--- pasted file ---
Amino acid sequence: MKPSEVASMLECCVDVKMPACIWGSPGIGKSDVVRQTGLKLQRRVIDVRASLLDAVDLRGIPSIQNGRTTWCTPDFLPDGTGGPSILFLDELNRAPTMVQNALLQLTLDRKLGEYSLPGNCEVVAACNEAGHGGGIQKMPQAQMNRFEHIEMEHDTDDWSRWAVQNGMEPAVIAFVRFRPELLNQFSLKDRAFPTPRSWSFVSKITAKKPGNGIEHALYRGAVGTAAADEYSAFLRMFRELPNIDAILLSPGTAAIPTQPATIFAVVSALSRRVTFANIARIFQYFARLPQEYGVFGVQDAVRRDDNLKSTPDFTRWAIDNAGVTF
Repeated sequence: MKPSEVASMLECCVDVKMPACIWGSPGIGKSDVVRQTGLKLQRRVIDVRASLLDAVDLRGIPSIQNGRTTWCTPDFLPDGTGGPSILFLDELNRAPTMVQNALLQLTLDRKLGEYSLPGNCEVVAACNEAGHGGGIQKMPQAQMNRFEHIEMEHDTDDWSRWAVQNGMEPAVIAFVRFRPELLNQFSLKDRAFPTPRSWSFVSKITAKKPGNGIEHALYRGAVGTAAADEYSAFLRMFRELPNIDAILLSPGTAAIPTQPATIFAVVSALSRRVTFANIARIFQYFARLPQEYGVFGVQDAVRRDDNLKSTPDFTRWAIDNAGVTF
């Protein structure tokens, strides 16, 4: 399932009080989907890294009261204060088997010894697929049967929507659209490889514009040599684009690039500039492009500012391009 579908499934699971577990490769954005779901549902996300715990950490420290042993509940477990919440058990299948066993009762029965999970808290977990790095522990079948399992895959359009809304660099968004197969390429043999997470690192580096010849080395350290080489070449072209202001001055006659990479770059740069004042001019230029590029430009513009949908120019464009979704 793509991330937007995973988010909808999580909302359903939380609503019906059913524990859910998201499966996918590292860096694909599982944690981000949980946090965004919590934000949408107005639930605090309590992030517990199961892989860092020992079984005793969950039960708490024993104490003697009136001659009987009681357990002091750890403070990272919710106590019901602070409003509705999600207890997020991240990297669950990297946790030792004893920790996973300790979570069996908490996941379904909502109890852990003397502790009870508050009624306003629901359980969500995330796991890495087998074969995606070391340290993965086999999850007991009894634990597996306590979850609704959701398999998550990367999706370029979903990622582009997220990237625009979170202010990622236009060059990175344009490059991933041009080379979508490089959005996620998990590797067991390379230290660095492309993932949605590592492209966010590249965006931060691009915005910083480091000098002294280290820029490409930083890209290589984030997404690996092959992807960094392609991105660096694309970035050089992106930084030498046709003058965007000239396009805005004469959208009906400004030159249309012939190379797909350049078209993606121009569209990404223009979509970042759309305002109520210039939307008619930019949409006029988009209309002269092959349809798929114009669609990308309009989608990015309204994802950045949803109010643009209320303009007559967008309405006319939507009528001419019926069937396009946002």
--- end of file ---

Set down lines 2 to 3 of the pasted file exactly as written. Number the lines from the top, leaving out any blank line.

Repeated sequence: MKPSEVASMLECCVDVKMPACIWGSPGIGKSDVVRQTGLKLQRRVIDVRASLLDAVDLRGIPSIQNGRTTWCTPDFLPDGTGGPSILFLDELNRAPTMVQNALLQLTLDRKLGEYSLPGNCEVVAACNEAGHGGGIQKMPQAQMNRFEHIEMEHDTDDWSRWAVQNGMEPAVIAFVRFRPELLNQFSLKDRAFPTPRSWSFVSKITAKKPGNGIEHALYRGAVGTAAADEYSAFLRMFRELPNIDAILLSPGTAAIPTQPATIFAVVSALSRRVTFANIARIFQYFARLPQEYGVFGVQDAVRRDDNLKSTPDFTRWAIDNAGVTF
């Protein structure tokens, strides 16, 4: 399932009080989907890294009261204060088997010894697929049967929507659209490889514009040599684009690039500039492009500012391009 579908499934699971577990490769954005779901549902996300715990950490420290042993509940477990919440058990299948066993009762029965999970808290977990790095522990079948399992895959359009809304660099968004197969390429043999997470690192580096010849080395350290080489070449072209202001001055006659990479770059740069004042001019230029590029430009513009949908120019464009979704 793509991330937007995973988010909808999580909302359903939380609503019906059913524990859910998201499966996918590292860096694909599982944690981000949980946090965004919590934000949408107005639930605090309590992030517990199961892989860092020992079984005793969950039960708490024993104490003697009136001659009987009681357990002091750890403070990272919710106590019901602070409003509705999600207890997020991240990297669950990297946790030792004893920790996973300790979570069996908490996941379904909502109890852990003397502790009870508050009624306003629901359980969500995330796991890495087998074969995606070391340290993965086999999850007991009894634990597996306590979850609704959701398999998550990367999706370029979903990622582009997220990237625009979170202010990622236009060059990175344009490059991933041009080379979508490089959005996620998990590797067991390379230290660095492309993932949605590592492209966010590249965006931060691009915005910083480091000098002294280290820029490409930083890209290589984030997404690996092959992807960094392609991105660096694309970035050089992106930084030498046709003058965007000239396009805005004469959208009906400004030159249309012939190379797909350049078209993606121009569209990404223009979509970042759309305002109520210039939307008619930019949409006029988009209309002269092959349809798929114009669609990308309009989608990015309204994802950045949803109010643009209320303009007559967008309405006319939507009528001419019926069937396009946002």